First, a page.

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I recommend you to start tasting the new style of chilean premium wines. Wines so misterious and complex like Purple Angel of Montes, the first premium carmenere with just a bit of petit verdot. Chile after more than 10 years is taking carmenere into a higher level of quality with great quality wines. With over 6000 hectars of Carmenere in Chile from Elqui Valley to Bio Bio River, the fifth wine exporter of wines worldwide finally decided to go for it and started offering since few years ago a higher range of wines. Syrah, Cabernet Sauvignon and Carmenere are the great surprises you should try in spectacular blends. Go for it!
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I like Syrahs from cold areas of chile. Elqui and Limari Valley are launching great syrahs due to the morning fog that stays in the coast, so the maturity is slow and interesting. This areas have no rain during the whole year almost, because they are 500 kilometers north of the capitol of Chile (santiago), but close to the coast, the "fog or camanchaca" allows to mantain the grapes in the vines for longer time and at the same time it´s quiet an interesting wine. Some examples are Tabali and AguaTierra wines from Limari and Falernia from Elqui.

I think Chile has a great potential in good quality syrah!

Originally posted by spo1977:
Which Syrah do you like right now? Not syrupy sweet either.
I just finished a Purple Angel. What a treat. I love Montes, especially their cabs. Ther aye nicely priced in PA. I love the H, but it is over 60 bucks. I am currently drinking a very nice 2003 Terrunyo...simply excellent ($22). For lower priced great Chilean, may I recommend the Montes Marquis Merlot (yes even a Merlot). I sincerely respect Chilean wines. I have 6 Don Melchor and am verry happy with them.
Let´s see...Chile is very similar to California, but up side down...the northern you´s dryer until you get to atacama desert. BUT, we have to big mountais chains, Andes Mountains and Coastal Mountain right next to the Pacific on this, each river going down from the Andes (east to west) creates an entrance to the internal valley between both mountains. The fog is all the way from north to south...but gets inside these entrances (rivers) so you can have 3 or 4 wines zones..closer to coast for whites and then reds.

Second tip: In the north close to La Serena or Limari or Elqui Valley does not rain at all al year round...semi desertic grapes have longer time to wines like AguaTierra (reds like Syrah/Carmenere) or Tabali (Whites and Reds) ....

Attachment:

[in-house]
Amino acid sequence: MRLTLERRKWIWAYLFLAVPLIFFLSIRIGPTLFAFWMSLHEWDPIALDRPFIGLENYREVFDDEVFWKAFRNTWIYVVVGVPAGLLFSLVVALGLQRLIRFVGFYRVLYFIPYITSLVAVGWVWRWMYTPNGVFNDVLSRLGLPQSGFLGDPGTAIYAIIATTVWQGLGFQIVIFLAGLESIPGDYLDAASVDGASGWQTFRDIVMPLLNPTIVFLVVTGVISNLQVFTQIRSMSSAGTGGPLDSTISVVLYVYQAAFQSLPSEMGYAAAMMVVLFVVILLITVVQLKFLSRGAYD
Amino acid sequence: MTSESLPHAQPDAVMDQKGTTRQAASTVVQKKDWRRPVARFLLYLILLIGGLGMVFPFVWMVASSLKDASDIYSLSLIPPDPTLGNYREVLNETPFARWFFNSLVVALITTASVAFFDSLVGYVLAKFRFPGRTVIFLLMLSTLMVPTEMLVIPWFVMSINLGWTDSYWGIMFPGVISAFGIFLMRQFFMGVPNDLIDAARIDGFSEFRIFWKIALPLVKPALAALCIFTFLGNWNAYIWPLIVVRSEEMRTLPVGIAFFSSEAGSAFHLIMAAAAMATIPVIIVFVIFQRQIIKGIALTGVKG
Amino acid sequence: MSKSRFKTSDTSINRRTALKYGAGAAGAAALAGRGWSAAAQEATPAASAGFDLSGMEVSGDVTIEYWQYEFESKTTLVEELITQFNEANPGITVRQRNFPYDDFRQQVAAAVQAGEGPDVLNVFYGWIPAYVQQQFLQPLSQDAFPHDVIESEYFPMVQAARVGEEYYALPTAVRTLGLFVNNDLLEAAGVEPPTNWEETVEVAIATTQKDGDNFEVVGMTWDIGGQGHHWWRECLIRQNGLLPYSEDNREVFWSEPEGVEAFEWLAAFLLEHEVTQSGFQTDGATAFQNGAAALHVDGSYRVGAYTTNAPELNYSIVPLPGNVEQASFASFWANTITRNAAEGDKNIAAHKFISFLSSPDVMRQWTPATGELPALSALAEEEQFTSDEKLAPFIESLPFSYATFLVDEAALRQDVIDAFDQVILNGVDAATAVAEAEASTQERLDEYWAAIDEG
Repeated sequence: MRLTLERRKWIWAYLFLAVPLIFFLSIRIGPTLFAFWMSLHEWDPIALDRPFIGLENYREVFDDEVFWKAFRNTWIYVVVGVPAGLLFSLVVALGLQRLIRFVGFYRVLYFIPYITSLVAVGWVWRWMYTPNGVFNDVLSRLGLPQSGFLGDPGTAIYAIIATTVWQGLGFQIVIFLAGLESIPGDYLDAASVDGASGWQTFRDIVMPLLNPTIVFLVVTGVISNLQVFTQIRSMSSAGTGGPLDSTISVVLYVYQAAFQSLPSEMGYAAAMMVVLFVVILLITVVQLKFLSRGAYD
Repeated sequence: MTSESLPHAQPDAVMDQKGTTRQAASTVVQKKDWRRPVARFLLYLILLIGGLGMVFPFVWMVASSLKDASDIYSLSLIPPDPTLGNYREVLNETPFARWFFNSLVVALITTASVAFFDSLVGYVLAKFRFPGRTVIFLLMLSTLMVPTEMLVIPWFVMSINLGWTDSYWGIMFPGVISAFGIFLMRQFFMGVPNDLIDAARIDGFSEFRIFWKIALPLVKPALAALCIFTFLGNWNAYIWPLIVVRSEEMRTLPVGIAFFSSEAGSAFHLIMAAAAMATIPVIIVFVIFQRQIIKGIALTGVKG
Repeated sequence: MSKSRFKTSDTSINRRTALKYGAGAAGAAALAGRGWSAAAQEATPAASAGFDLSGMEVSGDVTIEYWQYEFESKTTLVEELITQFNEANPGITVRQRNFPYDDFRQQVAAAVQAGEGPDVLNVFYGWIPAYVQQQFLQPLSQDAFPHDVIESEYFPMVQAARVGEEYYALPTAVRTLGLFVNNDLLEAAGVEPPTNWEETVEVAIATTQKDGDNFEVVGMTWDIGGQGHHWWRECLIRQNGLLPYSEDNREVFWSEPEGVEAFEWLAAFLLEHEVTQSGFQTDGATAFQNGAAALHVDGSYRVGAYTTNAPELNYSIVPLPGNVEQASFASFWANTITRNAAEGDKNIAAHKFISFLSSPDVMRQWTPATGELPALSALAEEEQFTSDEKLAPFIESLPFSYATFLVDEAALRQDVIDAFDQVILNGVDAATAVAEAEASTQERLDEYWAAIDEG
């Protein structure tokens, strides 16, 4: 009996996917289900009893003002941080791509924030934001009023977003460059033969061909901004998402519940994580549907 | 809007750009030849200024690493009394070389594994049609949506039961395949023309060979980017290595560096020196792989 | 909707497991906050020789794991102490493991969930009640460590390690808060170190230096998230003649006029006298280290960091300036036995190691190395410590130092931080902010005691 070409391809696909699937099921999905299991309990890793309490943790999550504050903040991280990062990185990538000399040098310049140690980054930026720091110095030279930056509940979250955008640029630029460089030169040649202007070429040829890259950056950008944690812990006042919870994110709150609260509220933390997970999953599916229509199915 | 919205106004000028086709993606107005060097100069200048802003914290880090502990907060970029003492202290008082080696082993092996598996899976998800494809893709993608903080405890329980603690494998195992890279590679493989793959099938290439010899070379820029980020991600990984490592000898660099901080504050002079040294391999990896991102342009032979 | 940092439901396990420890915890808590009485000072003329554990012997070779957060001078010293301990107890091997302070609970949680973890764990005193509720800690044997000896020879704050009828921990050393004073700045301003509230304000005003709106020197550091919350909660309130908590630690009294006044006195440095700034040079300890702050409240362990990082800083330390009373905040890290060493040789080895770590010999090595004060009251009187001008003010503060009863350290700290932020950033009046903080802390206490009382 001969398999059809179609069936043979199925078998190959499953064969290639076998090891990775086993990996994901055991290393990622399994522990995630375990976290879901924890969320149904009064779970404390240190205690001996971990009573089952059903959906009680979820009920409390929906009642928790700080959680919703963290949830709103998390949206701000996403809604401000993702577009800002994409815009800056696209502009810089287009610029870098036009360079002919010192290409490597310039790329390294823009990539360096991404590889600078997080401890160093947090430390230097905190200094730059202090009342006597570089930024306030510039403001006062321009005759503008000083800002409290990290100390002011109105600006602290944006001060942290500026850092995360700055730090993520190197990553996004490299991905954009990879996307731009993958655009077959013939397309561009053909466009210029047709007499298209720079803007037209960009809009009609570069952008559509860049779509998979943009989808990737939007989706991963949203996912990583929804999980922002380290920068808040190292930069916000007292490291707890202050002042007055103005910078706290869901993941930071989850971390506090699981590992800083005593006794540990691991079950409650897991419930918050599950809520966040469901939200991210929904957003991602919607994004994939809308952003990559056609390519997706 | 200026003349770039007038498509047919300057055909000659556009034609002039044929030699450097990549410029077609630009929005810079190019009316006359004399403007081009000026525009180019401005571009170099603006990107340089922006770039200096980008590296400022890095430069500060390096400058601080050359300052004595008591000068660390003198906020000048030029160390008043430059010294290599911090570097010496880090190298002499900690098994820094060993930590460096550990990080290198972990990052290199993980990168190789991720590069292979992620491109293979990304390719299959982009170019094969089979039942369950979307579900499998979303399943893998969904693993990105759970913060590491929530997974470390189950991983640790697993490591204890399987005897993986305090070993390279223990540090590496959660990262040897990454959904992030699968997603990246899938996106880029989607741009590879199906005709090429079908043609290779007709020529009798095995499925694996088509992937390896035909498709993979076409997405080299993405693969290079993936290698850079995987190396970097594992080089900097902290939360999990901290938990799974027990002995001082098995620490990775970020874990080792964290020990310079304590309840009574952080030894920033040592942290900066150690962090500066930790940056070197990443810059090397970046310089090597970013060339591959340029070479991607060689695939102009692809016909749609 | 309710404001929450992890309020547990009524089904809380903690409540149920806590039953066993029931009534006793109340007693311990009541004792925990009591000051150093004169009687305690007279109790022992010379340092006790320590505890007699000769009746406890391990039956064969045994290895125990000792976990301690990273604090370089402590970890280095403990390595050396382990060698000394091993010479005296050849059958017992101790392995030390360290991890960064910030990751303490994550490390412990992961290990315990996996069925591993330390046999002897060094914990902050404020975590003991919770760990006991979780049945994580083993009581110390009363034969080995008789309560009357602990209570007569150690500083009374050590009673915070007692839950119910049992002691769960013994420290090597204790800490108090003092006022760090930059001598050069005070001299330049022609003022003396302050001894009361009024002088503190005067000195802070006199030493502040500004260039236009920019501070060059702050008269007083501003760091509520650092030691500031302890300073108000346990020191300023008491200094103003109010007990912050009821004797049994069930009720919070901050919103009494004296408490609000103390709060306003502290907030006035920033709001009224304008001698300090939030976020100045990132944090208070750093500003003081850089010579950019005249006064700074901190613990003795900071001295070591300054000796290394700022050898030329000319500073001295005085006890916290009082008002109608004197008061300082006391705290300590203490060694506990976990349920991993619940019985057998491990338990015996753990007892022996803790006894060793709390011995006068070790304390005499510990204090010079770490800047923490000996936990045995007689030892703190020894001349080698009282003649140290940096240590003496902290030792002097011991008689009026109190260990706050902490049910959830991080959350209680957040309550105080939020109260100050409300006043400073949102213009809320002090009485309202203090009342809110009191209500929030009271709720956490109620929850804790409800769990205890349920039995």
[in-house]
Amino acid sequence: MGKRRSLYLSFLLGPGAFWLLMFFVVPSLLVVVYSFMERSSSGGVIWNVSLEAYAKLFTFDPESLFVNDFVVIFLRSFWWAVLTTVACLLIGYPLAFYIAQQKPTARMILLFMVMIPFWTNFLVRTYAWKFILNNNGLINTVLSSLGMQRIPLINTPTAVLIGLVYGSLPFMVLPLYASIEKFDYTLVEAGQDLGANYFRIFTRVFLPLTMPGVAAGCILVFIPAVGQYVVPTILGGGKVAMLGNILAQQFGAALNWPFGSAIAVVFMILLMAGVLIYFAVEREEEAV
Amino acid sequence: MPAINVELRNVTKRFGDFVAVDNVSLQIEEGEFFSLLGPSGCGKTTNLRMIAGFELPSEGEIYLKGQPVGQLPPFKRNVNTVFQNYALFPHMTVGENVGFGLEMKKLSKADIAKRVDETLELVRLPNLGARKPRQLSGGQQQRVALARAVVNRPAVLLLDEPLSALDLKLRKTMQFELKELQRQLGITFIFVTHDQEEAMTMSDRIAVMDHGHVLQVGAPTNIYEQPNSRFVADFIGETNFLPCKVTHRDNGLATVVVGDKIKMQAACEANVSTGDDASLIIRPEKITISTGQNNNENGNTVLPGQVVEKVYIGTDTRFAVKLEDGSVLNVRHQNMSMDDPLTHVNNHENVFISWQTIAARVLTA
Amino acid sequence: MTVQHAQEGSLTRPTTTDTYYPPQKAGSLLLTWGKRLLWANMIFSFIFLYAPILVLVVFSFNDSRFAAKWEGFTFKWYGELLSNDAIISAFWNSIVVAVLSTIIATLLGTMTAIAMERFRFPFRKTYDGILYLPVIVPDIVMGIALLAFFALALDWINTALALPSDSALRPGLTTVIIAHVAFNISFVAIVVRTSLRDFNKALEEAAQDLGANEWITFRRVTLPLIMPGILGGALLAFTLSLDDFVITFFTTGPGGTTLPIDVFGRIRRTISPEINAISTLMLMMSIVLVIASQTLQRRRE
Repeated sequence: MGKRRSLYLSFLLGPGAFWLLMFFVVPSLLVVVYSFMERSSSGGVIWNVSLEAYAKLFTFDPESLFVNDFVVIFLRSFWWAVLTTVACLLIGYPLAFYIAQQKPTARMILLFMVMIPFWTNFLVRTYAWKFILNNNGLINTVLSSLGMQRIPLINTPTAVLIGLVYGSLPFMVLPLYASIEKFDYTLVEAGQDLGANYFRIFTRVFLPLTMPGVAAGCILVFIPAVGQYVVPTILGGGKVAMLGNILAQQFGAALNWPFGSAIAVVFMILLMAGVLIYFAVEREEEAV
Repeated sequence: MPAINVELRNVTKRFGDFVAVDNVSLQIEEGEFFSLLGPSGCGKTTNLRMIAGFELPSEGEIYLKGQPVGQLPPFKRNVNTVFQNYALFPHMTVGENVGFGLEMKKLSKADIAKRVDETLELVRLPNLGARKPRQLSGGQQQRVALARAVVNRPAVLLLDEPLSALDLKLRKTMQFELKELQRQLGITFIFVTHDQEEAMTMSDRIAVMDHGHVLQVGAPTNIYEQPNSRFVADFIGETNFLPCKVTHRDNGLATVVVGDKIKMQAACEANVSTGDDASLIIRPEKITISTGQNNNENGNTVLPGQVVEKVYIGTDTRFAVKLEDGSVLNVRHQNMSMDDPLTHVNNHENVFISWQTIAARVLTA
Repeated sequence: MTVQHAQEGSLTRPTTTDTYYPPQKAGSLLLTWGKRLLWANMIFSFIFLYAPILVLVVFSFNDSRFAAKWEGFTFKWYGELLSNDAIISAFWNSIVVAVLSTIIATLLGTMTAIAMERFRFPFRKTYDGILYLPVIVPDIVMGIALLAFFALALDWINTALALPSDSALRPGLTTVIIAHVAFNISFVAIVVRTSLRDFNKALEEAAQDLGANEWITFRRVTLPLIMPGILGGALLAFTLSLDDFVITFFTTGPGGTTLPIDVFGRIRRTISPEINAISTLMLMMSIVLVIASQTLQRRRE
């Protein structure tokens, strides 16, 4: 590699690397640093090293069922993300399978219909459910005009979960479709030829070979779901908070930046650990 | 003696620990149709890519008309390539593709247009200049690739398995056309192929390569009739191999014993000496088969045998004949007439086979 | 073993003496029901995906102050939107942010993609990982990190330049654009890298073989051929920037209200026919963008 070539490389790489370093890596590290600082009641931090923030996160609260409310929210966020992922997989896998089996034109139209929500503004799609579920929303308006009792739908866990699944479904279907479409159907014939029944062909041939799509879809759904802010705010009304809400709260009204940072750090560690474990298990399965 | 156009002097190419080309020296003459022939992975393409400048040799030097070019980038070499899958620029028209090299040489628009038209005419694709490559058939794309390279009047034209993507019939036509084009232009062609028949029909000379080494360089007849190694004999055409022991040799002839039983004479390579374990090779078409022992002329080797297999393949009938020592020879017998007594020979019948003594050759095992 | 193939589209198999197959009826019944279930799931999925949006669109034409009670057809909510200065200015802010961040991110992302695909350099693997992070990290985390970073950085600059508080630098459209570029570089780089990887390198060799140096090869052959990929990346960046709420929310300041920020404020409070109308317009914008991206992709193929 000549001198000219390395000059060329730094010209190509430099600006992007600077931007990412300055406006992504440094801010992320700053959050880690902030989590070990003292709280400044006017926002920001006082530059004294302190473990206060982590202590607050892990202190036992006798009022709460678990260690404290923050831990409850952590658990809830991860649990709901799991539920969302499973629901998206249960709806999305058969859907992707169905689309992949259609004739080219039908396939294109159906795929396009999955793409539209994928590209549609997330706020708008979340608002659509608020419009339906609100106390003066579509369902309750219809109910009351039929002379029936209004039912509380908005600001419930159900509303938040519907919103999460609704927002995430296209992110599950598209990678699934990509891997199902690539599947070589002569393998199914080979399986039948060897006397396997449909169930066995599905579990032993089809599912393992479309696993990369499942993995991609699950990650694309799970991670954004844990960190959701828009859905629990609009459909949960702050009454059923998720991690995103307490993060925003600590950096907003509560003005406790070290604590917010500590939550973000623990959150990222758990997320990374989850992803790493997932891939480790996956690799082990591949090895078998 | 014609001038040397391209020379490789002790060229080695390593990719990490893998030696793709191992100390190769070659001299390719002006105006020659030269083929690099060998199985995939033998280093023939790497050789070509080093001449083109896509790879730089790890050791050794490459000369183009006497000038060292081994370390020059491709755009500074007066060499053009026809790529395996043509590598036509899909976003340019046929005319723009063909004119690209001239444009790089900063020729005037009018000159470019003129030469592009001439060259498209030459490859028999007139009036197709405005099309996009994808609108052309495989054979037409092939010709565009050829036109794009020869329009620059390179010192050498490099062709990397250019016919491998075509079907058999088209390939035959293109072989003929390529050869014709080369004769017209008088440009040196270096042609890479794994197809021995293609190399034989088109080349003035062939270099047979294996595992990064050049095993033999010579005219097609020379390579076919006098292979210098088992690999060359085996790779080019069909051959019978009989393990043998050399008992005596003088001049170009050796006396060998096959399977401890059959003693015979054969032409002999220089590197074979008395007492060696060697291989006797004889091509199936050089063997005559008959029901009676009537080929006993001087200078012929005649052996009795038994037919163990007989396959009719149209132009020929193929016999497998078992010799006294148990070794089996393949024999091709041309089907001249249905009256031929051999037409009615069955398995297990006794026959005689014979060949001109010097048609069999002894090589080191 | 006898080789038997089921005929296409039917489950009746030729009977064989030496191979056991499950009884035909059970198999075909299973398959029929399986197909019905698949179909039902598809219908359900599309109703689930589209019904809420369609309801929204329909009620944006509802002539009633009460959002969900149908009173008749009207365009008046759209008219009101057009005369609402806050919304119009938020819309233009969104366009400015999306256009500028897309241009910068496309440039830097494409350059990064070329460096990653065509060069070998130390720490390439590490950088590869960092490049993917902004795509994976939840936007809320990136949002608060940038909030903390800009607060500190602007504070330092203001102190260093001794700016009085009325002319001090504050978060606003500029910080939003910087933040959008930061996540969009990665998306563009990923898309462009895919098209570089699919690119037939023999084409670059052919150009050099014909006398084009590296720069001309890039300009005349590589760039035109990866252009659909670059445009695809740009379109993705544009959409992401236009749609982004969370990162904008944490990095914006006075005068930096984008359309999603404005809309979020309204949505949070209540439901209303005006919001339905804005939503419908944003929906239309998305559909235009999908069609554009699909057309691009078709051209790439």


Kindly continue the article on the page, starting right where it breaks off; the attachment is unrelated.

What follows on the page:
In the central south valleys...they have rain close to the´s a risk...

Chile is growing grapes in extreme areas and the results are amazing...happends the same in the south with wineries like Casanueva (Itata valley), Cono Sur (pinot noir)...due to higher risk of washington State latitude...but south of chile

and also
Originally posted by MiamiAtty:
Max...nice post. I also have a question about the fog. Do you find that you generally enjoy grapes from cooler climates regardless of the variety? Personally, I have been into California mountain region cabs lately(Mt. Veeder, Howell Mountain etc.)which I have been enjoying tremendously.
One great tip, Carmenere grape in Europe before dissapiring after Filoxera (insect) attack that destroyed almost all the vines not only carmenere was considered a regular variety because the weather was not proper for this variety that needs longer growing season periods of maturity...and in Chile found the great place to in europe the quality was not good...but as a grape variety provides great colour, body, tannins among others that when are in balance...IT´S AMAZING AND FIRST CLASS WINE...specially if it´s coming from sunny areas with a longer time for growing...try´s a prejudice chileans are changing it worlwide!!

Originally posted by Dave Dionysus:
I absolutely agree. Chile has many excellent wines, and I am growing particularly fond of the carmenere grape. I recently tried Terrunyo 2003 Carmenere and was totally blown away by it. Check my tasting note in the forum. Carmenere has recently replaced Pinot Noir in my mind as the grape to watch.


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